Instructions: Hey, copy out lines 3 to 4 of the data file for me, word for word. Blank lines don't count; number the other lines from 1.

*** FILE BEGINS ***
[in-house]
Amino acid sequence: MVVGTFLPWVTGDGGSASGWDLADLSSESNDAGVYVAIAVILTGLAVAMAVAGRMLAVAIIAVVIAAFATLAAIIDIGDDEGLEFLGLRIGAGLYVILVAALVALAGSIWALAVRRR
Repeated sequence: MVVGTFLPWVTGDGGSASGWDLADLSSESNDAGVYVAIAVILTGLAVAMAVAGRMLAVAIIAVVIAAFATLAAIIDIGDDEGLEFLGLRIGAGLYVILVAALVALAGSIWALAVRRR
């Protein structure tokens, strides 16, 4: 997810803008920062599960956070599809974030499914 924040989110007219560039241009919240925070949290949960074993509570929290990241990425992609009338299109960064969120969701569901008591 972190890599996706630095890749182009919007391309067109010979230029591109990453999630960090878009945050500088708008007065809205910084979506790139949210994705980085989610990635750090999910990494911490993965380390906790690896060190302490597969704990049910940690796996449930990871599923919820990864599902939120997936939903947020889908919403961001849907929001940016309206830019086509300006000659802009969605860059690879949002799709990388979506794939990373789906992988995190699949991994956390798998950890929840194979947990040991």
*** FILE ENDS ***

Repeated sequence: MVVGTFLPWVTGDGGSASGWDLADLSSESNDAGVYVAIAVILTGLAVAMAVAGRMLAVAIIAVVIAAFATLAAIIDIGDDEGLEFLGLRIGAGLYVILVAALVALAGSIWALAVRRR
């Protein structure tokens, strides 16, 4: 997810803008920062599960956070599809974030499914 924040989110007219560039241009919240925070949290949960074993509570929290990241990425992609009338299109960064969120969701569901008591 972190890599996706630095890749182009919007391309067109010979230029591109990453999630960090878009945050500088708008007065809205910084979506790139949210994705980085989610990635750090999910990494911490993965380390906790690896060190302490597969704990049910940690796996449930990871599923919820990864599902939120997936939903947020889908919403961001849907929001940016309206830019086509300006000659802009969605860059690879949002799709990388979506794939990373789906992988995190699949991994956390798998950890929840194979947990040991």